Now by the theory of symmetric functions, any symmetric functions of the mn values which satisfy the two **equations**, can be expressed in terms of the coefficient of those **equations**.

Hence, finally, the resultant is expressed in terms of the coefficients of the three **equations**, and since it is at once seen to be of degree mn in the coefficient of the third equation, by symmetry it must be of degrees np and pm in the coefficients of the first and second **equations** respectively.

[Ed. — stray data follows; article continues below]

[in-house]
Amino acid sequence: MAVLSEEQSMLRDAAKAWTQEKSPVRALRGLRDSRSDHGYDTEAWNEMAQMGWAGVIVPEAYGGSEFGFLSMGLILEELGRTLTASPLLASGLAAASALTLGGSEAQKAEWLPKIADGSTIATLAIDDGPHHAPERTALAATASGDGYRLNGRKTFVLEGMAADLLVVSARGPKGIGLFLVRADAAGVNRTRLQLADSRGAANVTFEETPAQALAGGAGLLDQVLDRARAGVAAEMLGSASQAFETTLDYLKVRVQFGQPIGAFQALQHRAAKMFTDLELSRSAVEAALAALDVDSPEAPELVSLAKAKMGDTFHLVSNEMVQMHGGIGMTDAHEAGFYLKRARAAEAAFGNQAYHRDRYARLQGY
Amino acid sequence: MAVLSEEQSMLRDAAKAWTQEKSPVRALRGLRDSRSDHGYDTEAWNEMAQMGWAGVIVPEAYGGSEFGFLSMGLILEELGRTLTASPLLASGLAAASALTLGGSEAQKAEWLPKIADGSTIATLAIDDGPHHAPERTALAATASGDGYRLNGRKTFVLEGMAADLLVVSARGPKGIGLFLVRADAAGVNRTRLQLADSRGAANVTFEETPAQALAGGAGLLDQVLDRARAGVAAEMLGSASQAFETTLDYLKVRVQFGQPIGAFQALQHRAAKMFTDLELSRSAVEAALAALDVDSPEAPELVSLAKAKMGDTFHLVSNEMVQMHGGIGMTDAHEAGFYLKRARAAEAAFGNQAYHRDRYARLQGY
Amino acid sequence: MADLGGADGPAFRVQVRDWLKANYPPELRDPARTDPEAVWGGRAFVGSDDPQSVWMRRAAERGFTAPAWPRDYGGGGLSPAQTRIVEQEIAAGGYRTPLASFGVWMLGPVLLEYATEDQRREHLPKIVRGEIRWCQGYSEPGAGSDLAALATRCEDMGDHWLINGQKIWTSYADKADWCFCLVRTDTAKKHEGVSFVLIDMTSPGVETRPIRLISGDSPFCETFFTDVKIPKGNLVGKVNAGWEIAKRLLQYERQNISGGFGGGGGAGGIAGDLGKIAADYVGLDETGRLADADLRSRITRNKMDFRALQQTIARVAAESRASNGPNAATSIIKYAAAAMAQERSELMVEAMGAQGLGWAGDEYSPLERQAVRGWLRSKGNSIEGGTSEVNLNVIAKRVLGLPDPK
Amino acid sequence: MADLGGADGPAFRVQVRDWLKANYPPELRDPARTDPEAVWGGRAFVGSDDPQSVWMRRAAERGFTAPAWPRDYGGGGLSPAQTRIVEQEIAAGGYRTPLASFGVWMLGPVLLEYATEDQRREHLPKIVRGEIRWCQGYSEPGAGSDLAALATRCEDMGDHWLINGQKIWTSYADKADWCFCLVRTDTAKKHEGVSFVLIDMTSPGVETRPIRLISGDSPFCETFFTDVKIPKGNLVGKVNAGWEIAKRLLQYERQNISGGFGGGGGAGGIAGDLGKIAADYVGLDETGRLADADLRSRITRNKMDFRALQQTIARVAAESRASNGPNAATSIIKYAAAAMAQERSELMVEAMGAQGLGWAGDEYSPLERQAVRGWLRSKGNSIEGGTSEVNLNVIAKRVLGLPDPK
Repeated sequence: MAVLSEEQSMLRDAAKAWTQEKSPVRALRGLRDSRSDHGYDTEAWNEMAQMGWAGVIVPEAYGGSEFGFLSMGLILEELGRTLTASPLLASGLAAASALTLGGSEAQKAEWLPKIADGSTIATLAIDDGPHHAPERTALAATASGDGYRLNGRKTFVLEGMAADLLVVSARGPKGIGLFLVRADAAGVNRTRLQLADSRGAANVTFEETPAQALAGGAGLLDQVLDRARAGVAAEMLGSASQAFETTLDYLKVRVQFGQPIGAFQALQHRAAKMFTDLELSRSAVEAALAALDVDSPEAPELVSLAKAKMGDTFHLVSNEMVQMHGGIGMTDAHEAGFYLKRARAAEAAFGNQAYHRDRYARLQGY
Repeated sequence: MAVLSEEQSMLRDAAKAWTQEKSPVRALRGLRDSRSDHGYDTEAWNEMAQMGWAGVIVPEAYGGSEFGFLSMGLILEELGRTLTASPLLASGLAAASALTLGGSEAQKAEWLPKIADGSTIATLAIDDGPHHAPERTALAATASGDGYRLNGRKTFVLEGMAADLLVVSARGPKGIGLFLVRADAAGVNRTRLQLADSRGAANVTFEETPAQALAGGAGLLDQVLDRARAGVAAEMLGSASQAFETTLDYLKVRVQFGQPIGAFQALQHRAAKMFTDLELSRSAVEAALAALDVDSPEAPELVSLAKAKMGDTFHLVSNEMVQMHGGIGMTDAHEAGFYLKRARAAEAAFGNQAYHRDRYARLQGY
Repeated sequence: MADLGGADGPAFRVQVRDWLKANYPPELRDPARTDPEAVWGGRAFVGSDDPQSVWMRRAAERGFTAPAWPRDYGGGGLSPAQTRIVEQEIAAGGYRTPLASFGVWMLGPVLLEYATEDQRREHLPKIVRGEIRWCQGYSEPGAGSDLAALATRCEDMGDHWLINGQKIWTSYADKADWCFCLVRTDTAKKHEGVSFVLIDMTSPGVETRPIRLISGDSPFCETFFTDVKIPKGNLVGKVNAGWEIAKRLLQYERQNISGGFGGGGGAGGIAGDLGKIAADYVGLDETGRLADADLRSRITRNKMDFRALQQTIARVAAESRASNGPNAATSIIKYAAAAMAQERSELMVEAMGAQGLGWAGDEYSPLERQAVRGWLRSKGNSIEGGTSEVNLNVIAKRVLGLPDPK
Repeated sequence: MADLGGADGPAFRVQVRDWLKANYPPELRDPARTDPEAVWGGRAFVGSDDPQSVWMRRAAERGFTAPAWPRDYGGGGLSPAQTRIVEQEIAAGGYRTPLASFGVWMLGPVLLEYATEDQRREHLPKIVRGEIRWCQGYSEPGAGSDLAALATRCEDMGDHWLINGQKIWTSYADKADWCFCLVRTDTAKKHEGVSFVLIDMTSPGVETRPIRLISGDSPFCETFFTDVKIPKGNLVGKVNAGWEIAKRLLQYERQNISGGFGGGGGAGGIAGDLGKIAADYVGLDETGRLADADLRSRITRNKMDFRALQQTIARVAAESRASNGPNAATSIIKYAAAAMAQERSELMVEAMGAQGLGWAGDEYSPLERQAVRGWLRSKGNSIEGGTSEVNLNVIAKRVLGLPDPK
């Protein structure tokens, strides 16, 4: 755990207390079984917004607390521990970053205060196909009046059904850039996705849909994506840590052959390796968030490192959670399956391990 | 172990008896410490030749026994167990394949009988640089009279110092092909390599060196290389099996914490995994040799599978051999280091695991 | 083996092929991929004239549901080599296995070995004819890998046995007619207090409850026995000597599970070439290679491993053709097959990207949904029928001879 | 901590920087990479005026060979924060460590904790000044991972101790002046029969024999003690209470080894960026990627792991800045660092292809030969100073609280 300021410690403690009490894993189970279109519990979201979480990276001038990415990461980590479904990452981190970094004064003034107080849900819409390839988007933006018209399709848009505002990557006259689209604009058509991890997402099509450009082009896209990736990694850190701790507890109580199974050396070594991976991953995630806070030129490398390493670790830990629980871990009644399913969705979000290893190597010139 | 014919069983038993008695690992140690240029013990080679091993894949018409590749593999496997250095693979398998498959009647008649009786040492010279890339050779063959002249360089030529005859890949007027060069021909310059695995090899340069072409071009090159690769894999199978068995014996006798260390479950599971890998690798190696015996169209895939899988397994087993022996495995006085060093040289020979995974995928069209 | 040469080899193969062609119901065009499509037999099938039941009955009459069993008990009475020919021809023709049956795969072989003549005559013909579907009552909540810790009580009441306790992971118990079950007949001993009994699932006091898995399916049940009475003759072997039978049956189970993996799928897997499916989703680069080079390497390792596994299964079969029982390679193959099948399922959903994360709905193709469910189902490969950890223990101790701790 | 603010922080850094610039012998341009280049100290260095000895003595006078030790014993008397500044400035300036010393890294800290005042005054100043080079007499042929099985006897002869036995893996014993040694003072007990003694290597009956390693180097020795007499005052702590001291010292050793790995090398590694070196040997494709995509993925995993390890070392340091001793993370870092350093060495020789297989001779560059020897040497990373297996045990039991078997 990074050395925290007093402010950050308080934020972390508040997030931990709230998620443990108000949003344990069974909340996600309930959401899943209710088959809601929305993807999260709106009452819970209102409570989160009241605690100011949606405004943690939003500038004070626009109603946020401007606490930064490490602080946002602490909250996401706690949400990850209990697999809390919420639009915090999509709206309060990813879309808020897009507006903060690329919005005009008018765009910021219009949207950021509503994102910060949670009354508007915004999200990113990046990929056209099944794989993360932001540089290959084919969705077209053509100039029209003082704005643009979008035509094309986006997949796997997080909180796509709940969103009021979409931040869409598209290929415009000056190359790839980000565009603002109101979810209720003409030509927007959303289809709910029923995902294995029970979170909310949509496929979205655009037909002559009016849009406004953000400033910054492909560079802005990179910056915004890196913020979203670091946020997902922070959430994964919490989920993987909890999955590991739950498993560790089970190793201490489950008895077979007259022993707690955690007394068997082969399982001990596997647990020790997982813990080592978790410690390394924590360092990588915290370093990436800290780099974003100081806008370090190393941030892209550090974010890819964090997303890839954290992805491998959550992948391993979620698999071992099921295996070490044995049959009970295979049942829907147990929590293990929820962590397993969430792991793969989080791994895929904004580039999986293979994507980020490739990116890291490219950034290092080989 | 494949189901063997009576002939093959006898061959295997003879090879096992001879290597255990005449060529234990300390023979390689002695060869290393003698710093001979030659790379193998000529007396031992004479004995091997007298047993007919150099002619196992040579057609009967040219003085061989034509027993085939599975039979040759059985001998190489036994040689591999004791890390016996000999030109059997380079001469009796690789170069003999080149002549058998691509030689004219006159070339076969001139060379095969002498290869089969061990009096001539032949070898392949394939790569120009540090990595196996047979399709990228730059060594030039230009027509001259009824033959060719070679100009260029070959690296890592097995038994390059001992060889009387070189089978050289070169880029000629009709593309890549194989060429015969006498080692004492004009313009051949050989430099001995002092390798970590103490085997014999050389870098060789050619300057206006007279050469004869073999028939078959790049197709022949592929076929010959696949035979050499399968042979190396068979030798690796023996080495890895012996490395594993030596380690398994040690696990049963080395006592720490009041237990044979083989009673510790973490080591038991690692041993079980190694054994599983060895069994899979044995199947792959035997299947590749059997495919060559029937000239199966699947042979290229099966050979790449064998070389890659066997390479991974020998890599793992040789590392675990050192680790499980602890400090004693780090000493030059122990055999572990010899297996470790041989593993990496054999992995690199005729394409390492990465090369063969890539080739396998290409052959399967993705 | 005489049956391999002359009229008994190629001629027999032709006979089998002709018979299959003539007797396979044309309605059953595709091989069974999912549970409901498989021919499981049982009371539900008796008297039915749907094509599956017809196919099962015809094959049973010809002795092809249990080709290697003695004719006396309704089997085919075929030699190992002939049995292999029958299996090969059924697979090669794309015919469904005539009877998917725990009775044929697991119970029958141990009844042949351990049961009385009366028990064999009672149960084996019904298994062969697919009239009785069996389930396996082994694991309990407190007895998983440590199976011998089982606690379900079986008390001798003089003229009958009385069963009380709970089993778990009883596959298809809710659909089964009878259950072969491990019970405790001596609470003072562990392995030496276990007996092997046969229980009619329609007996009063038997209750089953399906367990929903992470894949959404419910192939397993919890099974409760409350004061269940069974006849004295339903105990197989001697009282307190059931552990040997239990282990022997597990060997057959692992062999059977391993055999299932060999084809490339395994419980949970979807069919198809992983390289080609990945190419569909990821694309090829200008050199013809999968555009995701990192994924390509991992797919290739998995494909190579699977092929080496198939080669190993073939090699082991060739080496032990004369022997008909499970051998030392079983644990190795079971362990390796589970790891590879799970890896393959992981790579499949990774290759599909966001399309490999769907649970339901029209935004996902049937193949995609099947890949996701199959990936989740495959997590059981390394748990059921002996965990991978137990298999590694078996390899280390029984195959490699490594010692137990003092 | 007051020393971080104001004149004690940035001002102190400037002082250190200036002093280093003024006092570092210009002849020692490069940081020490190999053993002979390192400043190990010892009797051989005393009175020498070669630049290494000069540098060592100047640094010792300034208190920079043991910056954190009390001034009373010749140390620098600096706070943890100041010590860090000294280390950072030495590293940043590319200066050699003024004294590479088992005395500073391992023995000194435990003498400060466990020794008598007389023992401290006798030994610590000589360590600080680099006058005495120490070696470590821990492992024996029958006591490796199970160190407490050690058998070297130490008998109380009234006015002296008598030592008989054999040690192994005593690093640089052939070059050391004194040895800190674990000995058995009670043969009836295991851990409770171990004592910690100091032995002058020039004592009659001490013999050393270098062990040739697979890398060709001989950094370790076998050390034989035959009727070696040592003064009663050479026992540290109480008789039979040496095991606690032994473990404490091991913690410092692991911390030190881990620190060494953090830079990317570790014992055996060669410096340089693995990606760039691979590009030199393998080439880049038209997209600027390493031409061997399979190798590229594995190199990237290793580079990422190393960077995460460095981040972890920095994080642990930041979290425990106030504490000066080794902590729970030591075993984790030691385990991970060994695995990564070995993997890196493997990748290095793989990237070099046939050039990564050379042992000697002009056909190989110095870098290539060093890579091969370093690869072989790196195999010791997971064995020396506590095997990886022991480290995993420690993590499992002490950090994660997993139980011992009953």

The general theory of the resultant of k homogeneous **equations** in k variables presents no further difficulties when viewed in this manner.

Cayley, however, has shown that, whatever be the degrees of the three **equations**, it is possible to represent the resultant as the quotient of two determinants (Salmon, l.c. p. 89).

By solving k linear **equations** we similarly express the latter functions as linear functions of the former, and this table will also be symmetrical.